Big Valley village council addressed a feline issue in town by tweaking its animal control bylaw. The bylaw was approved at the July 22 regular meeting of council.
Village Chief Administrative Officer (CAO) Tracy Mindus provided councillors with the updated animal control bylaw and noted there have been recent cat issues within the village.
Mindus provided two resident letters to council, both stressing something needed to be done to protect cats in Big Valley.
The second letter noted that the issue, which appeared to include cats damaging other people’s property, can get quite serious, including killing of cats and police involvement.
Mindus noted Big Valley’s bylaw only has rules for dogs and she proposed adding cats to the registration tag system with similar penalties.
Residents with cat problems can pick up a trap, but currently there is no way of knowing who the cat belongs to.
Mindus stated this would give the village the ability to know who owns which cat.
Mayor Clark German stated he was in favour of the change, as domestic animals should be under the control of their owner.
Coun. Harry Nibourg stated “free range” cats help control the mouse population and owners are to blame for any nuisance, not the cat.
Councillors passed all readings to immediately bring into effect cat registration in Big Valley.
Mindus presented a letter from a property owner requesting a reduction on the tax bill for residential roll #3370.
The CAO stated the village’s assessor re-examined the property in question and reduced the overall value of the property by $20,000, resulting in the annual tax bill dropping by $300 for the current year.
Mindus stated the property owner has requested the drop be applied retroactively to previous years, four in total.
Mindus stated council has the authority to do it, but such things are not commonly done.
It seems the previous owner passed away some years ago and the current owner inherited the property.
Mindus predicted if councillors approved this request it would set a precedent and other property owners would come forward to make the same request.
When asked who is responsible for requesting re-assessment Mindus answered, the property owner.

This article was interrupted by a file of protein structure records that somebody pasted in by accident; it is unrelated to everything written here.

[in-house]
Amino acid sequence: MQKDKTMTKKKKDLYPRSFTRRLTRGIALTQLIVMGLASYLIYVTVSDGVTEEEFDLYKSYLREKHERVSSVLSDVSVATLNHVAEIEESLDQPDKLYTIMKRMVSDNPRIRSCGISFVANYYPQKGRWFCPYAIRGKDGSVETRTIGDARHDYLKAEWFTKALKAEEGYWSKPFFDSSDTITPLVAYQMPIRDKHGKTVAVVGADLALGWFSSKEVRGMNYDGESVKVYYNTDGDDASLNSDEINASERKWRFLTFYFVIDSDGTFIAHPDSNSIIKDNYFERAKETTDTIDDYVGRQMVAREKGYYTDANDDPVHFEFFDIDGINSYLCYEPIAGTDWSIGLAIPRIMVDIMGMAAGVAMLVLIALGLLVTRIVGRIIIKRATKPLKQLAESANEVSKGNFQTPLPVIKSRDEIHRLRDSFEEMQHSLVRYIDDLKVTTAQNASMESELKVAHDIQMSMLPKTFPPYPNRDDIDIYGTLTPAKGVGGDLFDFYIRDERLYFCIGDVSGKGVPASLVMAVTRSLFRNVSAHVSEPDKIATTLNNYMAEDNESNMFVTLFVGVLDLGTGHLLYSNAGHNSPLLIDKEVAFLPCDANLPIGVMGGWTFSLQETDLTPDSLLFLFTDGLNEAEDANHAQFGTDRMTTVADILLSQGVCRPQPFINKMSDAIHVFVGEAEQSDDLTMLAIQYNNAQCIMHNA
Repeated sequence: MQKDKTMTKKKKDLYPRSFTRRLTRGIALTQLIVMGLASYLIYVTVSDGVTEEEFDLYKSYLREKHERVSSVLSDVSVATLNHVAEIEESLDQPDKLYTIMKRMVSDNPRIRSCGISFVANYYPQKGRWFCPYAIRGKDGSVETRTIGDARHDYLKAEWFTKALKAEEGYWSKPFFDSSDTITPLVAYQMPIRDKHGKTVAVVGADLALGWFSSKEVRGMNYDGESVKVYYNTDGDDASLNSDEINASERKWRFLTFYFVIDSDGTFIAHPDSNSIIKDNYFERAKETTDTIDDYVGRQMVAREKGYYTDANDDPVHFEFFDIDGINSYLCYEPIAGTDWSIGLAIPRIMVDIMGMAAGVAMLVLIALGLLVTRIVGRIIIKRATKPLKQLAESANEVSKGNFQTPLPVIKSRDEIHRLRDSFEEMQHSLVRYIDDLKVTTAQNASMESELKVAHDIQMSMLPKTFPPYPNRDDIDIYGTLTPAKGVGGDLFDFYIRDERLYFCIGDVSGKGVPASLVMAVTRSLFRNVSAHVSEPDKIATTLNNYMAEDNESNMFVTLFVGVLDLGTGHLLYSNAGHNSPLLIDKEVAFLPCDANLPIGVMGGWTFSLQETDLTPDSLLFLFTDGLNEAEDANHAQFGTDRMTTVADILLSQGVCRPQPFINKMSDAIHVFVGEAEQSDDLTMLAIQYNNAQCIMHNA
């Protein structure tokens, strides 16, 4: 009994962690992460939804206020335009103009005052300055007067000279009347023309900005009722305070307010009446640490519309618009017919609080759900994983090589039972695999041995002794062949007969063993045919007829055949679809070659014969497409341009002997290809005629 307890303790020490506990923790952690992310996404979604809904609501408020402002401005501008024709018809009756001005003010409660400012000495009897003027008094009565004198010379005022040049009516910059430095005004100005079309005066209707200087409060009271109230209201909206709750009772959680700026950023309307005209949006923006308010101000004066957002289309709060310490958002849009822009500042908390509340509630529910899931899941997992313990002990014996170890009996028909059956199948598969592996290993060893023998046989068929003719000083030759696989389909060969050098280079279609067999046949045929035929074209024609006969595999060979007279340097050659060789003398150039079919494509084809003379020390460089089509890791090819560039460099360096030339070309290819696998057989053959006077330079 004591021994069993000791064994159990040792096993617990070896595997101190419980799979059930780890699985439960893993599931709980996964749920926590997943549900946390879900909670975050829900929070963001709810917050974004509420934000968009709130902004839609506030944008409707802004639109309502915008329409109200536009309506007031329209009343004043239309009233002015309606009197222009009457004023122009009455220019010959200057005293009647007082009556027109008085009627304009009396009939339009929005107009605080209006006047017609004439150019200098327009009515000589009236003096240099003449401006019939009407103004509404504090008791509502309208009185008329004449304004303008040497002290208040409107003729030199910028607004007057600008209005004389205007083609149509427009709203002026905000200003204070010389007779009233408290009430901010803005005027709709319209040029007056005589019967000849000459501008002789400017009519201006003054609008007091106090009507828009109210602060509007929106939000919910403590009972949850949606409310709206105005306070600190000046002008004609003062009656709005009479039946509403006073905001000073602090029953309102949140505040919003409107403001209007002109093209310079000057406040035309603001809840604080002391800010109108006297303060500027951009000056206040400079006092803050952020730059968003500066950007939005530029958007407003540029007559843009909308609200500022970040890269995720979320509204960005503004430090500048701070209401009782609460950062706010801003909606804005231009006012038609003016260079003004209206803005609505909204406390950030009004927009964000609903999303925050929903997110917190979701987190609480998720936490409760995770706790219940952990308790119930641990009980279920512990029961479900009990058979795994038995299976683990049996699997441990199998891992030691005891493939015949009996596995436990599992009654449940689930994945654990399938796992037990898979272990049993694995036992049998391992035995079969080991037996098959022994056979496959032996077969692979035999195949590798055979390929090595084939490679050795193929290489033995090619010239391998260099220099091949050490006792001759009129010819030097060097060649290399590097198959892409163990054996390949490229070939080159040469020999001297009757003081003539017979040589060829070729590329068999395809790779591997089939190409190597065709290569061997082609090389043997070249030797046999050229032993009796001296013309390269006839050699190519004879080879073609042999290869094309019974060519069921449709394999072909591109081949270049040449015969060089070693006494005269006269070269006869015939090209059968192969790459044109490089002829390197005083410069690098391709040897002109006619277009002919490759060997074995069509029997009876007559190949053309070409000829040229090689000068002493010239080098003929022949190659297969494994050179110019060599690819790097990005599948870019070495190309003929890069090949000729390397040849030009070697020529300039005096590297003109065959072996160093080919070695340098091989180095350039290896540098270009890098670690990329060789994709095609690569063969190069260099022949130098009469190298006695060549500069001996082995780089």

Both Mayor German and Tizzard stated they were opposed to granting retroactive re-assessments and councillors unanimously passed a motion denying the request.
Councillors unanimously agreed by resolution to offer paving work in Big Valley to Horseshoe Paving after looking at the results of a tender that attracted three bids.
The CAO noted six sections of road in Big Valley will be worked on.
Councillors budgeted $210,000 for 2021 paving. It was noted Horseshoe Paving has worked for the village before.
Councillors approved a new campground policy and also discussed adding more sites in the village as demand seems high.
Mindus presented a proposed campground policy, noting the village didn’t currently have one.
The policy governs such things as no generators in the campground, all pets must be leashed, fire pits must be cleaned up and the village not being responsible for lost of stolen property, among many other details.
The CAO stated the village office gets plenty of calls from people looking to camp in Big Valley.
Councillors discussed possible new camping spots.
Tizzard suggested “dry spots” by the curling rink which has ready access to power and sewer facilities.
Councillors approved the new campground policy and the village will investigate possible new camping spots.
The CAO reminded councillors the upcoming village election ballot won’t just have council nominees on it, it will also have senate nominees that the provincial government will forward to Ottawa.
As well, Mindus noted a couple of nomination packages have been picked up by members of the public but no candidates have yet been nominated.
Canada Day in August
The CAO gave an update on Big Valley’s cancelled Canada Day activities; the events will be held in conjunction with the street dance Aug. 28.
It was noted the ag society will also be holding events that day.
Coun. Nibourg asked if Big Valley's summer students could help with the events and Mindus stated that shouldn’t be a problem.
Councillors also noted they would pitch in and help with cooking.
Stu Salkeld, Local Journalism Initiative Reporter, East Central Alberta Review